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Steroid hormone profiles and relative body condition of calling and satellite toads: implications for proximate regulation of behavior in anurans

journal contribution
posted on 2004-03-01, 00:00 authored by C J Leary, Tim Jessop, A M Garcia, R Knapp
Males of most anuran species (frogs and toads) vocalize to attract mates. However, individuals of many vocal species may also adopt alternative noncalling "satellite" tactics. Satellite males characteristically remain in close proximity to calling conspecifics and attempt to intercept incoming females attracted to advertising males. Emerson proposed that alternation between calling and noncalling behavior in anurans is mediated by a reciprocal interaction between circulating levels of corticosterone and androgens that is driven by depletion of energy reserves during vocalization. We tested this hypothesis by examining steroid hormone profiles and the relative body condition of calling and satellite Woodhouse's toads (Bufo woodhousii) and Great Plains toads (B. cognatus). Consistent with Emerson's hypothesis, callers had significantly higher circulating corticosterone levels and were in better condition than satellites. However, levels of testosterone and dihydrotestosterone did not differ significantly between satellites and callers, and we found no evidence that high levels of corticosterone had an inhibitory effect on androgen production in either species. These data thus support a relationship between corticosterone levels and depletion of energy reserves during bouts of vocalization but suggest that alternation between calling and satellite behavior may be associated with direct effects of corticosterone on brain vocal control centers. We propose a model that incorporates relationships among energy reserves, androgens, corticosterone, and arginine vasotocin-producing neurons in the telencephalon to explain transitions between calling and satellite tactics in toads.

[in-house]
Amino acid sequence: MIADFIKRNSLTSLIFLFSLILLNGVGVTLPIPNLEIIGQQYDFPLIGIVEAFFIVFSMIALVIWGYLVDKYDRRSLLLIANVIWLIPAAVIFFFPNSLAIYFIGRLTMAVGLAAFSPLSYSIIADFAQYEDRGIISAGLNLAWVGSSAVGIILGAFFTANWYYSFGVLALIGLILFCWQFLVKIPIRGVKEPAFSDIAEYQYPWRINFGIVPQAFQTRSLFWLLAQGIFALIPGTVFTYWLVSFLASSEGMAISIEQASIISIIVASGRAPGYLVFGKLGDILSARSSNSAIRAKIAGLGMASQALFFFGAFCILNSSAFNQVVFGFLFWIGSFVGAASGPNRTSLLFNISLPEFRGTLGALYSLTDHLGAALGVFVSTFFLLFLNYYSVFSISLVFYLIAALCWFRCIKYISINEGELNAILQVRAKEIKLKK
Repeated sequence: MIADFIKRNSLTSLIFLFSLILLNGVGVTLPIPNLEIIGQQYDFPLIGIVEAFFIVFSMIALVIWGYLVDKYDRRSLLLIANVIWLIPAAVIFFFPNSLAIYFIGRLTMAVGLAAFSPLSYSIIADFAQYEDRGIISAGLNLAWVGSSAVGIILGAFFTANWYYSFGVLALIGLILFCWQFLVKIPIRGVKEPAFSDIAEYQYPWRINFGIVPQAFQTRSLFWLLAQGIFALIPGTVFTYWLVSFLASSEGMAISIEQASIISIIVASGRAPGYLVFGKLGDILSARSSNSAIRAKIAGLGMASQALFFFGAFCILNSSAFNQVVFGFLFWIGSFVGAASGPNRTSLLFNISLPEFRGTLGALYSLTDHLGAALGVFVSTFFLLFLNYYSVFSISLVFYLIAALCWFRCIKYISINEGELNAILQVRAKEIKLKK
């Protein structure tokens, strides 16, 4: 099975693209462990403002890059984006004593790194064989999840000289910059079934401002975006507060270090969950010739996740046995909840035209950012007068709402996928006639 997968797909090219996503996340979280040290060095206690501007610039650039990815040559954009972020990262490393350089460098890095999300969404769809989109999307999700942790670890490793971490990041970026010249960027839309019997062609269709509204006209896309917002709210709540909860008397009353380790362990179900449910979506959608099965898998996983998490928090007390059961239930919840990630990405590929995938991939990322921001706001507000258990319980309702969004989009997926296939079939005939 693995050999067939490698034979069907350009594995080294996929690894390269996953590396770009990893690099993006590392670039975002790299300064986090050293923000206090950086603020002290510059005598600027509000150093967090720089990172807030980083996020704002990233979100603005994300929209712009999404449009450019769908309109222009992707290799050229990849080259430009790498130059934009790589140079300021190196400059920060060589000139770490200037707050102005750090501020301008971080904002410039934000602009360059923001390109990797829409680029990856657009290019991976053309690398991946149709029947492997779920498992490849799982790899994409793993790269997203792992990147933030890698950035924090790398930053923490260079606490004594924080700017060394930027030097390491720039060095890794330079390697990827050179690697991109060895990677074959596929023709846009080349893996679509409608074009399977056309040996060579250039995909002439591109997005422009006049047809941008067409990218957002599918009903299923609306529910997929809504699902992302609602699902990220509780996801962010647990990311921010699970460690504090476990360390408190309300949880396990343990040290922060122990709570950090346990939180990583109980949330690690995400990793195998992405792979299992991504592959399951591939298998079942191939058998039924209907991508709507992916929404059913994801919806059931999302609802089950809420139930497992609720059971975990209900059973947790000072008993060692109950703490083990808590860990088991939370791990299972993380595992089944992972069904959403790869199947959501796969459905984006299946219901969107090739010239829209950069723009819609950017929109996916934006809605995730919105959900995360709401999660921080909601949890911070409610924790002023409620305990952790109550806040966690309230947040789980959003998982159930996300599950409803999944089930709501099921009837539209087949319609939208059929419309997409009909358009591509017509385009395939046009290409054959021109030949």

History

Journal

Behavioral ecology

Volume

15

Issue

2

Pagination

313 - 320

Publisher

Oxford University Press

Location

Oxford, Eng.

ISSN

1045-2249

Language

eng

Publication classification

C1.1 Refereed article in a scholarly journal

Copyright notice

2004, International Society for Behavioral Ecology